The theme for last week's top posts on faith & society: What should Christianity look like in the 21st century here in America?
Jake Meador argues that those who think the Christianity can regain credibility through "re-branding" are mistaken. It is our beliefs, and not our branding, that at issue, he says in "Evangelicals and the Search for Credibility" over at Mere Orthodoxy.
So then, how should we live out our faith in today's society? Rod Dreher, over at The American Conservative, has put out a call for a "Benedict Option" in which we dig deep to create "the conditions and habits necessary for our faith to live on in an anti-Christian society in which the dominant culture is so overpowering."
If Christian culture is to be renewed, habits are more vital than revivals, rituals more edifying than spiritual highs, the creed more penetrating than theological insight, and the celebration of saints’ days more uplifting than the observance of Mother’s Day.
In "Fundamentalism vs the Benedict Option," Rod Dreher tries to explain how the "benedict option" is not a fundamentalistic withdrawal from culture, but something different altogether.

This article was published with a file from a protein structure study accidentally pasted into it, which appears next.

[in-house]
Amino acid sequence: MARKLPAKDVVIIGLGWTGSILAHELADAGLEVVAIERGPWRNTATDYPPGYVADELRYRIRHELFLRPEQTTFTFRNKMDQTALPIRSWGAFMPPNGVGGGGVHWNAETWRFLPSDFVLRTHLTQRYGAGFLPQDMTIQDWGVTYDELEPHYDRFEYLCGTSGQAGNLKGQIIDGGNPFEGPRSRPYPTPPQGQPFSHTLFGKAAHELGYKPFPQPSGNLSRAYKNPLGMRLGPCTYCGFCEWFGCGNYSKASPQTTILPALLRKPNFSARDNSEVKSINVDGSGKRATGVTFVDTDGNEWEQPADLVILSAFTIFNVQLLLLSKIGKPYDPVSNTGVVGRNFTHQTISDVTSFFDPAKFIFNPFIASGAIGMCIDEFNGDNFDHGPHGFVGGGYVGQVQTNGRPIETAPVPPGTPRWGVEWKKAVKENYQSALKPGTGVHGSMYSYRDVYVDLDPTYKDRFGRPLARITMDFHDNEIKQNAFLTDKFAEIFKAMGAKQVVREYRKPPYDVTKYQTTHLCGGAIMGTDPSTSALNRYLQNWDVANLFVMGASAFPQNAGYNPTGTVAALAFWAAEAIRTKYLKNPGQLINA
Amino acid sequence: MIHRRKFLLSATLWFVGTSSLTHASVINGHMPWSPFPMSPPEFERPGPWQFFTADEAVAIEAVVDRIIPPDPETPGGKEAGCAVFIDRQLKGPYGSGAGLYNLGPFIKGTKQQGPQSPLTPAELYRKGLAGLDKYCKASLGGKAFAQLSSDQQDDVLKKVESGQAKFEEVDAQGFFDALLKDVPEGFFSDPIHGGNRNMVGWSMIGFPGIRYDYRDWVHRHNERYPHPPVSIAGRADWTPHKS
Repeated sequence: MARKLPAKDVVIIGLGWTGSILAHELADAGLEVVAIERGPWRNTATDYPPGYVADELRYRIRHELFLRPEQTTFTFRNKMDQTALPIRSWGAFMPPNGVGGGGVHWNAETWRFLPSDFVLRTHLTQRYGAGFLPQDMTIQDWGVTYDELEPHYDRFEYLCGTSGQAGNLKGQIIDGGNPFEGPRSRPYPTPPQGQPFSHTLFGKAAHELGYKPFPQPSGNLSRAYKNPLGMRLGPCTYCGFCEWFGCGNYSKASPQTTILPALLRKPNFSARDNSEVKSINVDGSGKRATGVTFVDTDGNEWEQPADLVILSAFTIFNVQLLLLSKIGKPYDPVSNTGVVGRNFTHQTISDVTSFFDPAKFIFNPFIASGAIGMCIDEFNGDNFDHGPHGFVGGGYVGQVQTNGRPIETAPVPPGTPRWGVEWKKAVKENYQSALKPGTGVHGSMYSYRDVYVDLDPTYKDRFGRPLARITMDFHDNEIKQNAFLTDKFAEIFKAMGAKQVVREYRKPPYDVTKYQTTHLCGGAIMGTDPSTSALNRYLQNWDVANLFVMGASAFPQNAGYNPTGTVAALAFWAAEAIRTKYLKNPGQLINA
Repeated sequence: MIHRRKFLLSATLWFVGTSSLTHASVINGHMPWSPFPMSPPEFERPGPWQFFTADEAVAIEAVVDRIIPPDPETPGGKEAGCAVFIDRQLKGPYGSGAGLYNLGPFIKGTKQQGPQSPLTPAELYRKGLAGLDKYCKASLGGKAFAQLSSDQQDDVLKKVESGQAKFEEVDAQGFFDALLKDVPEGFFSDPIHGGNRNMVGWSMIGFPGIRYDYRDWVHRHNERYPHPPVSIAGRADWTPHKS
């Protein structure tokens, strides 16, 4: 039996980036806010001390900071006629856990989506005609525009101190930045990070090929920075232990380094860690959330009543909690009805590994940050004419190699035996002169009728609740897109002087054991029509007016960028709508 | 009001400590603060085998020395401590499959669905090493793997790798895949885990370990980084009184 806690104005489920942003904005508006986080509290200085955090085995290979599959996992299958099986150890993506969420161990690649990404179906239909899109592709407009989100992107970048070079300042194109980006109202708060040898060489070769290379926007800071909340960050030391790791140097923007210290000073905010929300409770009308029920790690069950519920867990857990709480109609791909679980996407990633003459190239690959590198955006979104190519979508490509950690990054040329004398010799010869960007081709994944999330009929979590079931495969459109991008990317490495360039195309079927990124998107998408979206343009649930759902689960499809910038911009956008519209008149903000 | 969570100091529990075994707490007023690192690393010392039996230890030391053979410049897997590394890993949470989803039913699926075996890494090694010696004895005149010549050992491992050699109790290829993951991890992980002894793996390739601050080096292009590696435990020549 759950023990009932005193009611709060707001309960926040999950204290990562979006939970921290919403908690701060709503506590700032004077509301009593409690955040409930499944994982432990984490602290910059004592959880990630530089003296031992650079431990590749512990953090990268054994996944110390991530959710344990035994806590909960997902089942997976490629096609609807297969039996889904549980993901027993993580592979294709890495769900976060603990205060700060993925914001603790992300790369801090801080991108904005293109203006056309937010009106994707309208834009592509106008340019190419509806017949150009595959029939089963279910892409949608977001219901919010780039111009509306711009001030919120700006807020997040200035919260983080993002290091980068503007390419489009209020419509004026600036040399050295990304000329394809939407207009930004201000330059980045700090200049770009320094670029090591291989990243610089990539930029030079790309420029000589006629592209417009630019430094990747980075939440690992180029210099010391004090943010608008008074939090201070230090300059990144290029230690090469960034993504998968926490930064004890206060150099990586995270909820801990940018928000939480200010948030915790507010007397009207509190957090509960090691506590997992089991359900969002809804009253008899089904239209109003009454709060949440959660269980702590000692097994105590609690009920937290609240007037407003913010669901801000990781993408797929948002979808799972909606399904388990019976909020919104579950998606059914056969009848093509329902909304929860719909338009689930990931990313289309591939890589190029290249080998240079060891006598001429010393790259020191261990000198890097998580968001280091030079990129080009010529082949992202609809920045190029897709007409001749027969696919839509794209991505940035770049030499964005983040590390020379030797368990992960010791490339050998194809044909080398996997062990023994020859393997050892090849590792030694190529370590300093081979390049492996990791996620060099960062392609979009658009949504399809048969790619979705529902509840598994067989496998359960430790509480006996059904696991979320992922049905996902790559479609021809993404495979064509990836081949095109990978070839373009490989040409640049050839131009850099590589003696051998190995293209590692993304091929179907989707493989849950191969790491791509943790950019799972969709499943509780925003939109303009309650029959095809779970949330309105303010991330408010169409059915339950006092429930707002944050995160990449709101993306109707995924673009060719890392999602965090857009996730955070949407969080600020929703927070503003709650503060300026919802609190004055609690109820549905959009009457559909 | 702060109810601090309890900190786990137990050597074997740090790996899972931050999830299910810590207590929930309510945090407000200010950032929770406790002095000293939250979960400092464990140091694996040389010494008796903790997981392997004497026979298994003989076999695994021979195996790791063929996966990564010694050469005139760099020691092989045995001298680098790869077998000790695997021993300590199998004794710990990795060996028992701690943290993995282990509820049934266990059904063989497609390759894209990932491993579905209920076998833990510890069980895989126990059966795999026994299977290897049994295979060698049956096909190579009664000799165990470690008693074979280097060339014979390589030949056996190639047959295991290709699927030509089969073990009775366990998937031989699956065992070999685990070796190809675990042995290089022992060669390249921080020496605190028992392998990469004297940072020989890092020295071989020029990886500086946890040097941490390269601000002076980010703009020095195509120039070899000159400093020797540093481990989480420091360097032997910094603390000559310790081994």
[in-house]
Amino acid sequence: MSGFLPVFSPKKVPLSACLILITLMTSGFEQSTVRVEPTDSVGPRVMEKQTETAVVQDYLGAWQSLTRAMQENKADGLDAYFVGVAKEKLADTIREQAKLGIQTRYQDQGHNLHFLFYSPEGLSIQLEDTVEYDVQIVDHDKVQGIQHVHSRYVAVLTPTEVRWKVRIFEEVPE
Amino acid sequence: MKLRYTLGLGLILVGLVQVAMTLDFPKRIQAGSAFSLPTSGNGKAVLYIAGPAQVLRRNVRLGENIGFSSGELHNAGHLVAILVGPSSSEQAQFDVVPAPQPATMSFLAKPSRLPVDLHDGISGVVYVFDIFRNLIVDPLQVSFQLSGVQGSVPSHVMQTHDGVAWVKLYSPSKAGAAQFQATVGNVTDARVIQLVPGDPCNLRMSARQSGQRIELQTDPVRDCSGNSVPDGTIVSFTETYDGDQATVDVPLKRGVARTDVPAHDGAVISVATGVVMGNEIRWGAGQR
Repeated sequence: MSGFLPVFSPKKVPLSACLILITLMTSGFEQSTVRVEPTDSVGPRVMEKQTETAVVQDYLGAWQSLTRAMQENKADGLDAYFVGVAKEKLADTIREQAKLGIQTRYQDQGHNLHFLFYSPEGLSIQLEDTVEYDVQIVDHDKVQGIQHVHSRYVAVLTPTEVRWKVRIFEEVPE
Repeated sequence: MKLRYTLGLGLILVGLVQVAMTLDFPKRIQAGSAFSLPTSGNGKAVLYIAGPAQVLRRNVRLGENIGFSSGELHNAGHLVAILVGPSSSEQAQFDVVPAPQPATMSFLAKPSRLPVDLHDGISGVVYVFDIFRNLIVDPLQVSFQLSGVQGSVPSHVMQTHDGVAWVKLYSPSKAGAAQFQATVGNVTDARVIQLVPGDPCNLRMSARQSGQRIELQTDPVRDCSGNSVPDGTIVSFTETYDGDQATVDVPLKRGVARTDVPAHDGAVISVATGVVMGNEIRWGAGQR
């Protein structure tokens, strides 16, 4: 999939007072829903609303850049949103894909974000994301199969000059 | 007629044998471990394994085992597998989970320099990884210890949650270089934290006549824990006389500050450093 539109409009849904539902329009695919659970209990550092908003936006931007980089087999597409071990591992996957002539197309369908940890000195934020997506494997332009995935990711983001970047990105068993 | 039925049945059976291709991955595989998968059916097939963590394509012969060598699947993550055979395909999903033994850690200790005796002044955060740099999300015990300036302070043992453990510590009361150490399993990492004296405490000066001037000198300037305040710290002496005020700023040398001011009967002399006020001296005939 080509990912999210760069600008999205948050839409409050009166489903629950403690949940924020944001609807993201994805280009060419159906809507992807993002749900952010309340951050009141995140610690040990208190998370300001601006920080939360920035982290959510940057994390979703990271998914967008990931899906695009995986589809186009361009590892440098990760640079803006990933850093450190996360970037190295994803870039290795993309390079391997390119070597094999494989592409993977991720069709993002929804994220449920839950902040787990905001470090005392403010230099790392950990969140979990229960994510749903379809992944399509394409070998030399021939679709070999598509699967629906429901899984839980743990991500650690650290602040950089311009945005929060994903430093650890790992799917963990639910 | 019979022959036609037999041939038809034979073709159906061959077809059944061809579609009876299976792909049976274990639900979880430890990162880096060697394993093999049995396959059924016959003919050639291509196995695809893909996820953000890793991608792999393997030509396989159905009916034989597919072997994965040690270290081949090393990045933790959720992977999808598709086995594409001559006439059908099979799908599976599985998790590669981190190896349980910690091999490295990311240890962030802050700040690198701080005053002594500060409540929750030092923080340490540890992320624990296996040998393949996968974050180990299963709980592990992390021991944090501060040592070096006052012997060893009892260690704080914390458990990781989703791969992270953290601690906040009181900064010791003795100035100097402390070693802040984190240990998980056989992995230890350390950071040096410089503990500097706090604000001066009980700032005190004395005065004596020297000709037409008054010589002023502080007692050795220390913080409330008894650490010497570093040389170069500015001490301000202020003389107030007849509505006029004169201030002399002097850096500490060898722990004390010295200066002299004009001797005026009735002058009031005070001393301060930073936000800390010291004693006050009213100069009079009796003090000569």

Along these same lines, Ross Douthat asks what would happen if Christians channeled their extraordinary overseas charity work towards domestic problems? What if America became the new missionary grounds?
Theory aside, here is a real-life, ongoing case-study: the Boy Scouts. Its current president, Robert Gates, has laid out his case for why the Scouts should change its current ban on gay, adult leaders given the changing social, moral and legal landscape. "The status quo in our movement's membership standards cannot be sustained," he said, proposing a policy that "accepts and respects our different religious perspectives and beliefs." What Gates fears is that as states pass laws against employment discrimination on the basis of sexual orientation and the courts start ruling on employment-discrimination cases, the Scouts could end up "with a board ruling that could forbid any kind of membership standard, including our foundational belief in our duty to God and our focus on serving the specific needs of boys. Waiting for the courts is a gamble with huge stakes."
Note: We have updated the recent blogpost on what Tim Keller and an Los Angeles LGBT center have in common. The study which the blogpost was based on has turned out to be, most likely, fraudulent.
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Sarah Ngu (@sarahngu) is a freelance writer and an alumni of Trinity Forum Academy and Columbia University. Based in New York, she blogs on faith and culture, and produces thought leadership for businesses.